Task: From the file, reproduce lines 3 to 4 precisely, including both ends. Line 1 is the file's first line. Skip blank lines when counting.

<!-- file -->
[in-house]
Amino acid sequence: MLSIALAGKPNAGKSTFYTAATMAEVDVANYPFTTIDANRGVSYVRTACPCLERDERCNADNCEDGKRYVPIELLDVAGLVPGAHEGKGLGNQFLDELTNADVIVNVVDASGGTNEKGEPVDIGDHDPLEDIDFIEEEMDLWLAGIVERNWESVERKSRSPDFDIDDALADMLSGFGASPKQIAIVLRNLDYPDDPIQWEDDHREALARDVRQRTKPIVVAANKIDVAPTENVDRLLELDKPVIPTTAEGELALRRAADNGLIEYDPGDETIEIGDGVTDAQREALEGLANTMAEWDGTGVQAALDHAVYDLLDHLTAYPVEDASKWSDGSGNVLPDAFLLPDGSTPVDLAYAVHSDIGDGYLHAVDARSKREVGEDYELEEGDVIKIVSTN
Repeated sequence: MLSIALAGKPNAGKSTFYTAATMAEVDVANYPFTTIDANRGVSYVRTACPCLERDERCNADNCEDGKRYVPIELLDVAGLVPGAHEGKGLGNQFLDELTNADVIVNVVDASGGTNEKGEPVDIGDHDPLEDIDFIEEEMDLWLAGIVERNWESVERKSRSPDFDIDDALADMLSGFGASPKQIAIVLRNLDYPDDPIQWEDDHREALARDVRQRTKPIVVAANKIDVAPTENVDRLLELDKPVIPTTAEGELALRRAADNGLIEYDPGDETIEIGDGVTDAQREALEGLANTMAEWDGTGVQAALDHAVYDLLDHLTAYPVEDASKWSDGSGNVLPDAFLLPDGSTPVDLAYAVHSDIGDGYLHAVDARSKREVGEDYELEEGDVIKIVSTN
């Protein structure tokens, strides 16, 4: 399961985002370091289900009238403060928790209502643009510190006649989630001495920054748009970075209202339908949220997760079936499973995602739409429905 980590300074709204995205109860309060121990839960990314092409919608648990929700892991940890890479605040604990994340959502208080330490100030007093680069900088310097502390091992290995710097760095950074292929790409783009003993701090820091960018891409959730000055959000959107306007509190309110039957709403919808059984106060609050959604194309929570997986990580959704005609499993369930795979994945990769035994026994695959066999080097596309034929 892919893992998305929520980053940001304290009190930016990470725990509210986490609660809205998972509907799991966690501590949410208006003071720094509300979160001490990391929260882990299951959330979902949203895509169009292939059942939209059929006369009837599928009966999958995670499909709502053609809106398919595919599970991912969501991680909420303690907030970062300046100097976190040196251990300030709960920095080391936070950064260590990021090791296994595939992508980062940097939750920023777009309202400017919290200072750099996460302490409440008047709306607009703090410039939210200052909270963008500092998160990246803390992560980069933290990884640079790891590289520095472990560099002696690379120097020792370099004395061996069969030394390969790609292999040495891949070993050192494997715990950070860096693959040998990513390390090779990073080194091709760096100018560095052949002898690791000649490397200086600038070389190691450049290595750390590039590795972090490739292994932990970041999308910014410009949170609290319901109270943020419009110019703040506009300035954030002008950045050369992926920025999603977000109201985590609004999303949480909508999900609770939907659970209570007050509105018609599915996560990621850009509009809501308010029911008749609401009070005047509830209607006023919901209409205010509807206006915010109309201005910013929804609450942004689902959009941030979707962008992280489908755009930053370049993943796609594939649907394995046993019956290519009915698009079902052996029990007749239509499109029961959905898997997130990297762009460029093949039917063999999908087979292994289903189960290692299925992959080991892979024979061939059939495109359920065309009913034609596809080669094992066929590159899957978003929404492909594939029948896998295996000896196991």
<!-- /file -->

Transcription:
Repeated sequence: MLSIALAGKPNAGKSTFYTAATMAEVDVANYPFTTIDANRGVSYVRTACPCLERDERCNADNCEDGKRYVPIELLDVAGLVPGAHEGKGLGNQFLDELTNADVIVNVVDASGGTNEKGEPVDIGDHDPLEDIDFIEEEMDLWLAGIVERNWESVERKSRSPDFDIDDALADMLSGFGASPKQIAIVLRNLDYPDDPIQWEDDHREALARDVRQRTKPIVVAANKIDVAPTENVDRLLELDKPVIPTTAEGELALRRAADNGLIEYDPGDETIEIGDGVTDAQREALEGLANTMAEWDGTGVQAALDHAVYDLLDHLTAYPVEDASKWSDGSGNVLPDAFLLPDGSTPVDLAYAVHSDIGDGYLHAVDARSKREVGEDYELEEGDVIKIVSTN
């Protein structure tokens, strides 16, 4: 399961985002370091289900009238403060928790209502643009510190006649989630001495920054748009970075209202339908949220997760079936499973995602739409429905 980590300074709204995205109860309060121990839960990314092409919608648990929700892991940890890479605040604990994340959502208080330490100030007093680069900088310097502390091992290995710097760095950074292929790409783009003993701090820091960018891409959730000055959000959107306007509190309110039957709403919808059984106060609050959604194309929570997986990580959704005609499993369930795979994945990769035994026994695959066999080097596309034929 892919893992998305929520980053940001304290009190930016990470725990509210986490609660809205998972509907799991966690501590949410208006003071720094509300979160001490990391929260882990299951959330979902949203895509169009292939059942939209059929006369009837599928009966999958995670499909709502053609809106398919595919599970991912969501991680909420303690907030970062300046100097976190040196251990300030709960920095080391936070950064260590990021090791296994595939992508980062940097939750920023777009309202400017919290200072750099996460302490409440008047709306607009703090410039939210200052909270963008500092998160990246803390992560980069933290990884640079790891590289520095472990560099002696690379120097020792370099004395061996069969030394390969790609292999040495891949070993050192494997715990950070860096693959040998990513390390090779990073080194091709760096100018560095052949002898690791000649490397200086600038070389190691450049290595750390590039590795972090490739292994932990970041999308910014410009949170609290319901109270943020419009110019703040506009300035954030002008950045050369992926920025999603977000109201985590609004999303949480909508999900609770939907659970209570007050509105018609599915996560990621850009509009809501308010029911008749609401009070005047509830209607006023919901209409205010509807206006915010109309201005910013929804609450942004689902959009941030979707962008992280489908755009930053370049993943796609594939649907394995046993019956290519009915698009079902052996029990007749239509499109029961959905898997997130990297762009460029093949039917063999999908087979292994289903189960290692299925992959080991892979024979061939059939495109359920065309009913034609596809080669094992066929590159899957978003929404492909594939029948896998295996000896196991």